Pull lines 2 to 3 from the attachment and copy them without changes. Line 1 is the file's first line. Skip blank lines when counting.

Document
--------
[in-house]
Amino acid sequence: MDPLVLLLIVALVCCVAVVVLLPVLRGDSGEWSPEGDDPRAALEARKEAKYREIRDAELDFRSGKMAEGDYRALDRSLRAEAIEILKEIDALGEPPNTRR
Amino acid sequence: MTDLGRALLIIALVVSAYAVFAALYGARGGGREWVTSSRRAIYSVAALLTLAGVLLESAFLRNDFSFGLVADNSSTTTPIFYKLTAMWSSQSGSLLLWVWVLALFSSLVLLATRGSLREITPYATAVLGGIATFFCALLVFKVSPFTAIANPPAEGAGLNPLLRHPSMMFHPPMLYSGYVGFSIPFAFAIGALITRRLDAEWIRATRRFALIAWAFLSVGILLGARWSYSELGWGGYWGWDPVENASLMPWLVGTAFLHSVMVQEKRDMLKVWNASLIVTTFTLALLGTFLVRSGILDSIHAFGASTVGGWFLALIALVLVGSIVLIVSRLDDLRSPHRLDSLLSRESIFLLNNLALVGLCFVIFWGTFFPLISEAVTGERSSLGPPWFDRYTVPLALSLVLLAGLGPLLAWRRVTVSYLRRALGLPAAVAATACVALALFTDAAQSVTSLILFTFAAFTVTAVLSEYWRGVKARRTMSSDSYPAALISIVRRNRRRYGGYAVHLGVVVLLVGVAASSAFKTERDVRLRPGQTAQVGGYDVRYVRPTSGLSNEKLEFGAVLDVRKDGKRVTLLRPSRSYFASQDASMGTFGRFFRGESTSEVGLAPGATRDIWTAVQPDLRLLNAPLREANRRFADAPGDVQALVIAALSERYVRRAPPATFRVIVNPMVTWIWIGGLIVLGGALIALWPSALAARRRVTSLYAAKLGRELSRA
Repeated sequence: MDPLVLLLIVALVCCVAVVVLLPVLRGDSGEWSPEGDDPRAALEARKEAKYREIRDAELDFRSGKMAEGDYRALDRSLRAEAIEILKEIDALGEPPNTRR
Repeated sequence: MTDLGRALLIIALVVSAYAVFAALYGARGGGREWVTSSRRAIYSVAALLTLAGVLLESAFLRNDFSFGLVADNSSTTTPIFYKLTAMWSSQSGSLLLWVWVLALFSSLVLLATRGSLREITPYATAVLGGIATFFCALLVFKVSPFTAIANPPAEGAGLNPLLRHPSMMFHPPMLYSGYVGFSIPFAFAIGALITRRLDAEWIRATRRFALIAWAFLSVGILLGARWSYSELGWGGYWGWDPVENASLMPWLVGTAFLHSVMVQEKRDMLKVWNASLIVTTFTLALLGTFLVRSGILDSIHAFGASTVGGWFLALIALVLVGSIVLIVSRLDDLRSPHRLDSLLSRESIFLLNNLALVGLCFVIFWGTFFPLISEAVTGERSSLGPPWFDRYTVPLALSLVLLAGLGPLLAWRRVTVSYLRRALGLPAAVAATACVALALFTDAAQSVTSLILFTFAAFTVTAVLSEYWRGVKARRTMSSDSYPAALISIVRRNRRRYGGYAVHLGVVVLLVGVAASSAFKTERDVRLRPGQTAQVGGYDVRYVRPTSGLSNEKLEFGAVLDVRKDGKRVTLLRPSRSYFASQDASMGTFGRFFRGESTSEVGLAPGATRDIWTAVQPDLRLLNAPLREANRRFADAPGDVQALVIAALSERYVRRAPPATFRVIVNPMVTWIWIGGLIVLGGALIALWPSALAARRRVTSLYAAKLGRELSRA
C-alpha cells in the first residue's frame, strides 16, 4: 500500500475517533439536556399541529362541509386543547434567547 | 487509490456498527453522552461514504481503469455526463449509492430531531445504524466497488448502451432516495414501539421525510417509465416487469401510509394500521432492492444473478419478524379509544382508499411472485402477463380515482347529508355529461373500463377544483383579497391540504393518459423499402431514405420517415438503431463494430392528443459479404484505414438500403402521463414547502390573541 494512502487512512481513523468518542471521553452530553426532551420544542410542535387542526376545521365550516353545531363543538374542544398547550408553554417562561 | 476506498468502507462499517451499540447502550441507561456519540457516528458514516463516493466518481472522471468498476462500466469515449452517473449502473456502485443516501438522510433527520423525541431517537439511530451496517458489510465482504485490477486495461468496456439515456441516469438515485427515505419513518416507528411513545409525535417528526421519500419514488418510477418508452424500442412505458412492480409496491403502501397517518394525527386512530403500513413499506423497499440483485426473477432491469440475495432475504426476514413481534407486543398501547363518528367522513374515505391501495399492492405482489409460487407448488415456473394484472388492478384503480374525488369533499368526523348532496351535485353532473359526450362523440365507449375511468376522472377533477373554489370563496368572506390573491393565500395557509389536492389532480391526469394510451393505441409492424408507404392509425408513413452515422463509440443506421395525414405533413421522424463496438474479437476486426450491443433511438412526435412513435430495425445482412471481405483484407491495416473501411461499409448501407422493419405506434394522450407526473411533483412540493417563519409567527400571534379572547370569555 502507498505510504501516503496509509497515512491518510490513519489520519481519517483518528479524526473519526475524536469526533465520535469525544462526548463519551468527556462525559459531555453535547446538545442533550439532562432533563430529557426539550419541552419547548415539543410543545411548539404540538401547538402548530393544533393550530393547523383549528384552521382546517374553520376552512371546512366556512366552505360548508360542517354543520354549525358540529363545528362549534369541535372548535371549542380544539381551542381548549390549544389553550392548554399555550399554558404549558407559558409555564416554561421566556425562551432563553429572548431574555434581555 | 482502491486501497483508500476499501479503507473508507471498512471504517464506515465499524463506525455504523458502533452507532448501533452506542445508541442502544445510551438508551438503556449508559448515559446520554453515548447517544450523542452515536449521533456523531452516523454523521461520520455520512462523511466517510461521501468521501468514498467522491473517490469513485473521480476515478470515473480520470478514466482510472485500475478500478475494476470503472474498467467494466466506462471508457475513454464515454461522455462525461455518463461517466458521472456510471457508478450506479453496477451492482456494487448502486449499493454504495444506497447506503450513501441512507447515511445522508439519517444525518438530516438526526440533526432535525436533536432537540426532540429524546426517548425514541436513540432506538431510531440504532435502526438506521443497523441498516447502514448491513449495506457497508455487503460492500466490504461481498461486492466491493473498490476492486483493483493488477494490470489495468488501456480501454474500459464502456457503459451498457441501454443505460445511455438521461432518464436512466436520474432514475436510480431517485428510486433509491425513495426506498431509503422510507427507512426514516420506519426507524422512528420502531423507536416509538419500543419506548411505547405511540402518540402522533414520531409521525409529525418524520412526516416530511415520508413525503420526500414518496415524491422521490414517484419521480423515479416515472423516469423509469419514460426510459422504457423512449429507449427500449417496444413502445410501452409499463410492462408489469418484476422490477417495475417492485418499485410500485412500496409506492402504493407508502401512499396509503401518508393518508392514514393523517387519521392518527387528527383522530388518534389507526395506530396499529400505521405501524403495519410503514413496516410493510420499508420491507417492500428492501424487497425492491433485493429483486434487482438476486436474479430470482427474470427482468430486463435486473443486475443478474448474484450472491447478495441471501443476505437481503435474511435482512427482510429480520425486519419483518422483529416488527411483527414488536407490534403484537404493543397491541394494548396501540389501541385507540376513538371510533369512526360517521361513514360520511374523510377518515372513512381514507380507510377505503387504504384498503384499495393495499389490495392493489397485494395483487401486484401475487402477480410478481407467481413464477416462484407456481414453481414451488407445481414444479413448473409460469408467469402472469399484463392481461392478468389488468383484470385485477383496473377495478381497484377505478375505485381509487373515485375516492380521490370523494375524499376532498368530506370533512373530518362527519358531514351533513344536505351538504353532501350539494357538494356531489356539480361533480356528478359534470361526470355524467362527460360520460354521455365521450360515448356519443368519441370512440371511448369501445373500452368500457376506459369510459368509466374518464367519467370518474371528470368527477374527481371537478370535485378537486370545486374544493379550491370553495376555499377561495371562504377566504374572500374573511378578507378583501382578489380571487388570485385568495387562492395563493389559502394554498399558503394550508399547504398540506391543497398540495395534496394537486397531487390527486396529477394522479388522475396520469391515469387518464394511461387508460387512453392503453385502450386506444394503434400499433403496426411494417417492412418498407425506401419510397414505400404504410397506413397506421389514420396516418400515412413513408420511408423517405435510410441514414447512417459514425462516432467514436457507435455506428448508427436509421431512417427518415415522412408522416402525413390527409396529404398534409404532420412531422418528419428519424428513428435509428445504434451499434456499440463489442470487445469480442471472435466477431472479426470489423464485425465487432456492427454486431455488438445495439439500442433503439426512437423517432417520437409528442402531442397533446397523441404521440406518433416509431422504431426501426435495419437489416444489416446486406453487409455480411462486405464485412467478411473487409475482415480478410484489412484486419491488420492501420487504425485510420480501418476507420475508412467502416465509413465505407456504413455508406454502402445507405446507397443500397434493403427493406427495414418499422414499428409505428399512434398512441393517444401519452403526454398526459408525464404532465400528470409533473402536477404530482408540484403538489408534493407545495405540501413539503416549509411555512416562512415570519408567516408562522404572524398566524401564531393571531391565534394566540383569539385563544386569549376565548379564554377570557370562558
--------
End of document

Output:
Amino acid sequence: MDPLVLLLIVALVCCVAVVVLLPVLRGDSGEWSPEGDDPRAALEARKEAKYREIRDAELDFRSGKMAEGDYRALDRSLRAEAIEILKEIDALGEPPNTRR
Amino acid sequence: MTDLGRALLIIALVVSAYAVFAALYGARGGGREWVTSSRRAIYSVAALLTLAGVLLESAFLRNDFSFGLVADNSSTTTPIFYKLTAMWSSQSGSLLLWVWVLALFSSLVLLATRGSLREITPYATAVLGGIATFFCALLVFKVSPFTAIANPPAEGAGLNPLLRHPSMMFHPPMLYSGYVGFSIPFAFAIGALITRRLDAEWIRATRRFALIAWAFLSVGILLGARWSYSELGWGGYWGWDPVENASLMPWLVGTAFLHSVMVQEKRDMLKVWNASLIVTTFTLALLGTFLVRSGILDSIHAFGASTVGGWFLALIALVLVGSIVLIVSRLDDLRSPHRLDSLLSRESIFLLNNLALVGLCFVIFWGTFFPLISEAVTGERSSLGPPWFDRYTVPLALSLVLLAGLGPLLAWRRVTVSYLRRALGLPAAVAATACVALALFTDAAQSVTSLILFTFAAFTVTAVLSEYWRGVKARRTMSSDSYPAALISIVRRNRRRYGGYAVHLGVVVLLVGVAASSAFKTERDVRLRPGQTAQVGGYDVRYVRPTSGLSNEKLEFGAVLDVRKDGKRVTLLRPSRSYFASQDASMGTFGRFFRGESTSEVGLAPGATRDIWTAVQPDLRLLNAPLREANRRFADAPGDVQALVIAALSERYVRRAPPATFRVIVNPMVTWIWIGGLIVLGGALIALWPSALAARRRVTSLYAAKLGRELSRA